A Mobile recycling center in the North Crichton area is facing fines after being cited for a number of regulatory violations by the Alabama Department of Environmental Management (ADEM).
Earth Resources Recycling located at 709 Western Drive was cited in a proposed administrative order handed down by ADEM Director Lance LeFleur on June 8. The order recommends monetary penalties of $23,000 and requires the business to submit a corrective action plan.
According to its website, Earth Resources Recycling provides curbside pickup of recyclable materials to roughly 1,300 residents throughout Mobile County.
The alleged violations involve issues at its Western Drive site for improper storage of materials, missing clerical items and lack of security.
ADEM first inspected the recycling site in February 2021 where agents reportedly found:
- Paper products left uncovered
- A lack of space between material piles
- Mixing of various recyclables left exposed to the elements
- Materials overflowing into adjacent residential backyards and wooded areas.
A follow-up inspection was conducted on Jan. 25, 2022, and discovered materials were still overflowing from designated storage areas and a large amount of commingled material was not properly stored in receptacles.
ADEM also cited the recycling center for failing to file various operating reports and maintain inspection logs as is required by law. When ADEM executed their inspection they reportedly found the site unmanned, the gate left unsecured, and a lack of any signage clearly identifying the business.
Earth Resources has not faced prior fines or violations and was recommended for a total penalty of $23,000. The largest penalty was for improper storage which accounted for $11,000 in fines based on the severity of the violations and the standard of care. The failure to maintain operating records and have buffer zones each carried a $3,000 fine. Materials overflowing off property resulted in a $2,000 penalty.
Non-compliance with the order could result in further legal action including more civil penalties and potential criminal fines.
Braxton Kittrell told Lagniappe Earth Resources has been operating in the county for two decades off of Mill Street. He purchased the business in 2017. Ever since then, he says it’s been an uphill battle and he’s fought through growing pains to keep the company viable.
Under former ownership, Earth Resources had agreements with Keep Mobile Beautiful for the city of Mobile for material disposal of glass. Kittrell said he was using the old Mobile Paper Mill on Mobile Street as a drop spot for paper and cardboard. However, both of those arrangements fell through.
In January 2020, Kittrell said he made the decision to expand the business to include disposal services and relocated to the 3-acre site on Western Drive. According to a lawsuit, Kittrell also made a $40,000 down payment to Global Environmental Group in December 2020 for a 60-foot horizontal baler in order to compact glass, paper and plastic. That unit has not been delivered and he has sued the company.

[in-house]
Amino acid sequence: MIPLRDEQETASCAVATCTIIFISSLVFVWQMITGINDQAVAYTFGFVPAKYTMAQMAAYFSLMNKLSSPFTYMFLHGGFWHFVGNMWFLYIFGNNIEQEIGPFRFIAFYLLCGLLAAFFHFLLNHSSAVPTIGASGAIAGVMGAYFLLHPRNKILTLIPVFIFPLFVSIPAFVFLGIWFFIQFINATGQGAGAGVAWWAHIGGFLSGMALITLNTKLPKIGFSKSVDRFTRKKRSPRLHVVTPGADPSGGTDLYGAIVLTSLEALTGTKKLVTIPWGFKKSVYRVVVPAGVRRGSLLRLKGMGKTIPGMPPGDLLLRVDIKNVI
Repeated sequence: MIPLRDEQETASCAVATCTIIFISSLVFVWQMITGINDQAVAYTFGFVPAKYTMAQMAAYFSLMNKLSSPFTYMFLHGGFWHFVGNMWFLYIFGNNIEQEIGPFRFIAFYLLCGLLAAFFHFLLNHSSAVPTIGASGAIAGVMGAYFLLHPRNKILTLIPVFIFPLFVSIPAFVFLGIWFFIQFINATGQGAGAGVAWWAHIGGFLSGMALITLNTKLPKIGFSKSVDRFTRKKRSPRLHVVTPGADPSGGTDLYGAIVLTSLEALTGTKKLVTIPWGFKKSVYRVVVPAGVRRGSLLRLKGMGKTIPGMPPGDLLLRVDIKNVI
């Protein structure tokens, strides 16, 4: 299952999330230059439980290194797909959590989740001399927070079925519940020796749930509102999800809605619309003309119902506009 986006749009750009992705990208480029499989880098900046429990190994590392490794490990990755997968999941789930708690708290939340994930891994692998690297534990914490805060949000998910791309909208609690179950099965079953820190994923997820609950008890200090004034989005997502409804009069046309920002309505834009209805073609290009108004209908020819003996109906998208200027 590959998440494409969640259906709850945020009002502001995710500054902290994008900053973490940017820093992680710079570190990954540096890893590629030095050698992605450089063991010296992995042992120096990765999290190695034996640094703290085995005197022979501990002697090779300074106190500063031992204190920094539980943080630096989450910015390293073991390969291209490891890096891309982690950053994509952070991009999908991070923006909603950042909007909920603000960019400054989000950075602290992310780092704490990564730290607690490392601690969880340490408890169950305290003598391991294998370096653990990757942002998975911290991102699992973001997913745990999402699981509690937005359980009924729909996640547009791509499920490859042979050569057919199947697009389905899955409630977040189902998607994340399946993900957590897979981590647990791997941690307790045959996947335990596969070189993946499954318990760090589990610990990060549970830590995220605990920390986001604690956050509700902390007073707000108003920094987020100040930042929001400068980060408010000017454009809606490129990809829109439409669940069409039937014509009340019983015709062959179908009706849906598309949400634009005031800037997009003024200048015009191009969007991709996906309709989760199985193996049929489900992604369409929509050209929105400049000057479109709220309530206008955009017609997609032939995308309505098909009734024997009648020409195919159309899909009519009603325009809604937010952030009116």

As cash flow is tied up in litigation, Kittrell said he’s been left to outsource disposal. However, the lack of equipment has resulted in a large backlog of material on the site.
He assured his customers he is still recycling all material and that flow is simply bottlenecked.
“We’re constantly working,” Kittrell told Lagniappe, noting he has five full-time employees.
“it’s just a matter of getting caught up and juggling a bunch of things at once. We had to upgrade our small operation essentially overnight and we’re going through growing pains. I’m learning as I go. I want to do the right thing and I want to have a good relationship with ADEM.”
Kittrell said he understands the violations by ADEM and explained the recent citation has been a two-year situation. Many of the citations, such as the required logs and operational reports, he wasn’t aware he was required to have.
The Western Drive recycling center backs up to residential homes. Kittrell said the loose paper was blowing from the center into their yards. However, moving paper inside his warehouse has mitigated that problem. He said he’s spoken with neighbors as the opportunities have come available and said he has good relationships with many of them.
“We’ve got a lot of stuff we’ve already brought into compliance,” Kittrell said. Paper aggregates are now stored indoors and cannot be blown into neighboring properties.
“I’ve worked very diligently to address concerns. The biggest thing is getting through this backlog,” Kittrell said.
He told Lagniappe he expects to cooperate and pay any fines he’s required. However, he hopes to be able to negotiate how much those fines are.
Calls to Kittrell’s legal counsel were not immediately returned.
Mobile Recycling Center
This page is available to our subscribers. Join us right now to get the latest local news from local reporters for local readers.
The best deal is found by clicking here. Click here right now to find out more. Check it out.
Already a member of the Lagniappe family? Sign in by clicking here